Two days before Earth Day, my regular segment on our local NPR station was aired. I don’t come on as a gardening expert; I am part of a rotation of local editors and media types who chat about issues their publications are covering. We talked about gardening because my magazine always has gardening content, and May’s issue has more than usual. In it, I did an in/out list that included
Out: Adirondack chairs (more wishful thinking—they are becoming so ubiquitous and I find them uncomfortable)
In: Garden tools that let you use your feet (I am finding myself using more tools that let me stand up rather than the hand tools)
In: Reused/salvaged materials used in paving, raised beds, and other hardscaping (this has been big in Buffalo for a while)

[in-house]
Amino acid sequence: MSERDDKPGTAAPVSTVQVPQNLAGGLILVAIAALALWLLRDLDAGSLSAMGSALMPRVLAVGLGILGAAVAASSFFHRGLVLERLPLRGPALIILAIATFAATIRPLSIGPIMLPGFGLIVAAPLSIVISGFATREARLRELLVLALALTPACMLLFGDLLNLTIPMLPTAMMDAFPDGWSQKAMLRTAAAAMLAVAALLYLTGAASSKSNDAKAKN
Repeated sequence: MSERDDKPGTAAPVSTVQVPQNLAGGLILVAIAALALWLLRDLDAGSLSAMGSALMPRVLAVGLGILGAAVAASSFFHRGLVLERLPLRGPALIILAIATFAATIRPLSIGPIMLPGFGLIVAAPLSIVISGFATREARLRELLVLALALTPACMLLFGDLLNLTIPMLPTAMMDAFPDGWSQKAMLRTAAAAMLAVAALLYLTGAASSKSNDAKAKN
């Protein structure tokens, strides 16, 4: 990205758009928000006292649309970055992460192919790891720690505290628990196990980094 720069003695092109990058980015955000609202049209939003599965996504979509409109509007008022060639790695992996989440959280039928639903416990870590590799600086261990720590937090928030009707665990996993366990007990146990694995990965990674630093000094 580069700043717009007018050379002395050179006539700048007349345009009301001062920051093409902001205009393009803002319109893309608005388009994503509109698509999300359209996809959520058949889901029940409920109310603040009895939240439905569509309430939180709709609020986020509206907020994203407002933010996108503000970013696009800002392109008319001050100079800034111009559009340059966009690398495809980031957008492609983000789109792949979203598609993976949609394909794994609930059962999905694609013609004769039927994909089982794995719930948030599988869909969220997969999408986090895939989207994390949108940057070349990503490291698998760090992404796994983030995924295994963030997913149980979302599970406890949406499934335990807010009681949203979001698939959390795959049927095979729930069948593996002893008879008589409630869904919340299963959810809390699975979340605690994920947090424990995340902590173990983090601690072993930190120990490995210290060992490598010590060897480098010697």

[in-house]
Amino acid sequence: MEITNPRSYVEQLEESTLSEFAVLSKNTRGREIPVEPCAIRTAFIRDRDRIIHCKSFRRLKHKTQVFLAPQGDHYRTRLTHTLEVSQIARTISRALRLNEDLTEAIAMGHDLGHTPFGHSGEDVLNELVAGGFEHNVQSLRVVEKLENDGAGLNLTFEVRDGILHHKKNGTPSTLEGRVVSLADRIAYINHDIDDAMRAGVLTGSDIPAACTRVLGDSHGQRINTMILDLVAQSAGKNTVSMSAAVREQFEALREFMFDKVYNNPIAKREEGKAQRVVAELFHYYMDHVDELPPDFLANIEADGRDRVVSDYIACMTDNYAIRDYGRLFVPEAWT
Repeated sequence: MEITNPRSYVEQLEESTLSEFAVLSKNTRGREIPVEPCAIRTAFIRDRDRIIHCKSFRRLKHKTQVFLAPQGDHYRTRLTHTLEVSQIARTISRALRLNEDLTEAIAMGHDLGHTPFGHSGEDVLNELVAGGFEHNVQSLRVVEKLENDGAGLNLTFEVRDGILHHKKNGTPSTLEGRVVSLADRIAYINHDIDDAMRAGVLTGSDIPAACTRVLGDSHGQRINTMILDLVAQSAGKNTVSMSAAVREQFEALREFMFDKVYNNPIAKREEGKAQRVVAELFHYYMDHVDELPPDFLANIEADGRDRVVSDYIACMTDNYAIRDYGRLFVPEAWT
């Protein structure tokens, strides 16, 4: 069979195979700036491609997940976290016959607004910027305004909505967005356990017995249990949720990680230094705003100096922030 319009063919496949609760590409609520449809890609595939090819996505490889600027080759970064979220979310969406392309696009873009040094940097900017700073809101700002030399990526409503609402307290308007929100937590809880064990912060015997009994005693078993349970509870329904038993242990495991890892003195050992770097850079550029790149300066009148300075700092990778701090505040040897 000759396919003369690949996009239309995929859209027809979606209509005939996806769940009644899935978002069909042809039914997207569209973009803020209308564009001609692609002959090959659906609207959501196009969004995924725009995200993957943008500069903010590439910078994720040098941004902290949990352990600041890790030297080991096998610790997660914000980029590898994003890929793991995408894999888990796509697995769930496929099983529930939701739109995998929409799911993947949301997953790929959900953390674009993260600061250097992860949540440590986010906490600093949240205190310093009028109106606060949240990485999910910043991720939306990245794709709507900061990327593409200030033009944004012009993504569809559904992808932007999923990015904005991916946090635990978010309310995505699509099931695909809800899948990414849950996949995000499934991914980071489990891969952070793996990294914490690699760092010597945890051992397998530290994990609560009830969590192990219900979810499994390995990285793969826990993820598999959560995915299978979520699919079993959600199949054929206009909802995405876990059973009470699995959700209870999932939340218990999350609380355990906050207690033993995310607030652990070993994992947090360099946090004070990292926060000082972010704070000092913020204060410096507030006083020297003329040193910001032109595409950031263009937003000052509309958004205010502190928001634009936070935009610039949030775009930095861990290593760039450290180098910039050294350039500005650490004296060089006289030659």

Out: Fairy gardens (as opposed to miniature gardens, though again, wishful thinking)
And so on.
We talked about some of that, but eventually my host asked me about his lawn; he had stopped using weedkillers and other chemical aids on it when his kids were small, but now, with them out of the house, he had gone back to them. I guess he just hates dandelions. There was no time to go into all the alternatives, so I just suggested more tolerance. I don’t have any turfgrass, but my friends who do tell me they just mow whatever is there, weeds and all. That’s the easiest way. Or, I guess there are products like these.
But what I also said is that—with all the problems in our lakes and rivers that we’re struggling to remediate already—I just see any justification for spraying or pouring questionable treatments that, in the grand scheme of things, just aren’t worth it. That’s about as far as I can go with this discussion, except for being really, really glad I never have to deal with the L word myself.